Behavioral Ecology and Sociobiology

, Volume 33, Issue 5, pp 313–318

Dominance rank, resource availability, and reproductive maturation in female savanna baboons

  • Fred B. Bercovitch
  • Shirley C. Strum

DOI: 10.1007/BF00172929

Cite this article as:
Bercovitch, F.B. & Strum, S.C. Behav Ecol Sociobiol (1993) 33: 313. doi:10.1007/BF00172929


Ten years of data collected from a population of savanna baboons, Papio cynocephalus anubis, residing near Gilgil, Kenya were analyzed to ascertain the extent to which social and ecological factors influence reproductive maturation in females. First sexual swelling occurred at an average age of 4.79 years and first birth occurred at an average age of 6.92 years. Age at first menses was significantly correlated with age at first sexual swelling, but age at first sexual swelling was not a good predictor of age at first birth. The amount of rainfall in the 6 months preceding first sexual swelling and resource availability were significantly correlated with age at first sexual swelling. When ecological factors were taken into account, dominant females had an earlier age at onset of puberty, but not an earlier age at first birth, than did subordinate females. We suggest that nutritional and social stress operate at the same physiological level to disrupt GnRH pulsatility and retard reproductive maturation in some females. Given that socioecological variables modify the timing of life history events related to fitness in female baboons, the task for the future is to unravel how socioecological factors influence different life history components and generate variation in lifetime reproductive success.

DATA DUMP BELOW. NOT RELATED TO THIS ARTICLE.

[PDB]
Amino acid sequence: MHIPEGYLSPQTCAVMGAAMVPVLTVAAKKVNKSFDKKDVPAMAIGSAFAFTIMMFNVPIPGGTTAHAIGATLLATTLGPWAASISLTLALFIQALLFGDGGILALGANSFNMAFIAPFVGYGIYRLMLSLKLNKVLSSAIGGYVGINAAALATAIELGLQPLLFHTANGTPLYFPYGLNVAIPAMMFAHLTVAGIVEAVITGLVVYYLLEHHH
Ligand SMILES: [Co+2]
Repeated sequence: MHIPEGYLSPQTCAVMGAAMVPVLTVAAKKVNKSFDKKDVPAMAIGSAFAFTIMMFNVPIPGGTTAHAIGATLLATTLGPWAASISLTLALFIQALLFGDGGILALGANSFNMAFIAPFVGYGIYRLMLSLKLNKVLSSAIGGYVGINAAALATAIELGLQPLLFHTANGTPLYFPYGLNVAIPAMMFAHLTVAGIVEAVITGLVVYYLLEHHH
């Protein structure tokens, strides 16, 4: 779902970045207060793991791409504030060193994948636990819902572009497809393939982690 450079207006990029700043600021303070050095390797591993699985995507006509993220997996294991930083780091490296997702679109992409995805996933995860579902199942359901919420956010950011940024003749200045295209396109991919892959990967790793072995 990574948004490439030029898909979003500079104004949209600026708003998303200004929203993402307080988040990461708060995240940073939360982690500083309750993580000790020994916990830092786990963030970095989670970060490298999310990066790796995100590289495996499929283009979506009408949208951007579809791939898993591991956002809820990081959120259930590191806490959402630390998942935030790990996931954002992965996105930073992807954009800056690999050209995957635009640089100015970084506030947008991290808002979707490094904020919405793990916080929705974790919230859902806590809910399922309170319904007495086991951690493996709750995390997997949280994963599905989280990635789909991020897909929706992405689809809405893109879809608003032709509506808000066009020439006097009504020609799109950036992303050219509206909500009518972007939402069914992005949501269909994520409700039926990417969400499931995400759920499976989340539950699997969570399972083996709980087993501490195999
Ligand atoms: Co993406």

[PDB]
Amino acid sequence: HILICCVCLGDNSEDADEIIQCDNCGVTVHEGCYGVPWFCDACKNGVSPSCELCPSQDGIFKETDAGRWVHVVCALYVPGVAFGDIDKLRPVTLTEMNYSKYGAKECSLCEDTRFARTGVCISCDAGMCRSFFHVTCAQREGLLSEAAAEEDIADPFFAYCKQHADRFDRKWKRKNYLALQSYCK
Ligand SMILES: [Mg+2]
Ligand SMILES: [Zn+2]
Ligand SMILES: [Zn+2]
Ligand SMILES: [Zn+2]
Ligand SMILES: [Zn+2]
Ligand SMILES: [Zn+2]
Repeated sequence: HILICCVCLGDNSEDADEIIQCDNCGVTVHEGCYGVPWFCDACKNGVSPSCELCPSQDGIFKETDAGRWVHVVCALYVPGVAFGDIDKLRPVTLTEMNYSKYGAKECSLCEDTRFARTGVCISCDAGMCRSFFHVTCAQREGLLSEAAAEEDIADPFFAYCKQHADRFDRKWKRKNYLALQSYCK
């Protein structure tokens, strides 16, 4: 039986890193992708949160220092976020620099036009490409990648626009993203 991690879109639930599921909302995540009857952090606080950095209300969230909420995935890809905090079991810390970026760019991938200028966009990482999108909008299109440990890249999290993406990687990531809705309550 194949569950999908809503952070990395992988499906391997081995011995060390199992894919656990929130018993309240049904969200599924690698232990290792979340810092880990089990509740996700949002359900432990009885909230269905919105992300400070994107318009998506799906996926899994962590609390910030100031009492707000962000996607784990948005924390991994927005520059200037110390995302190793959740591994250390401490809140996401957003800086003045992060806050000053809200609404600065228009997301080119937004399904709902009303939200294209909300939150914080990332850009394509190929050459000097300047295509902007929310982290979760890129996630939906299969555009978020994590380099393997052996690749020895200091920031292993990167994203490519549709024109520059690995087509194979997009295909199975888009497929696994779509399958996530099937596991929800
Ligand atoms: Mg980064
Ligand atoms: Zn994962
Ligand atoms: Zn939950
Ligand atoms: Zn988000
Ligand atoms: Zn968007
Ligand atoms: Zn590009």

Key words

Dominance Puberty First birth Savanna baboons Food availability Nest 

Copyright information

© Springer-Verlag 1993

Authors and Affiliations

  • Fred B. Bercovitch
    • 1
  • Shirley C. Strum
    • 2
    • 3
  1. 1.Caribbean Primate Research CenterUniversity of Puerto Rico - Medical Sciences CampusSabana SecaUSA
  2. 2.Department of AnthropologyUniversity of California - San DiegoLa JollaUSA
  3. 3.Institute of Primate ResearchKaren, NairobiKenya

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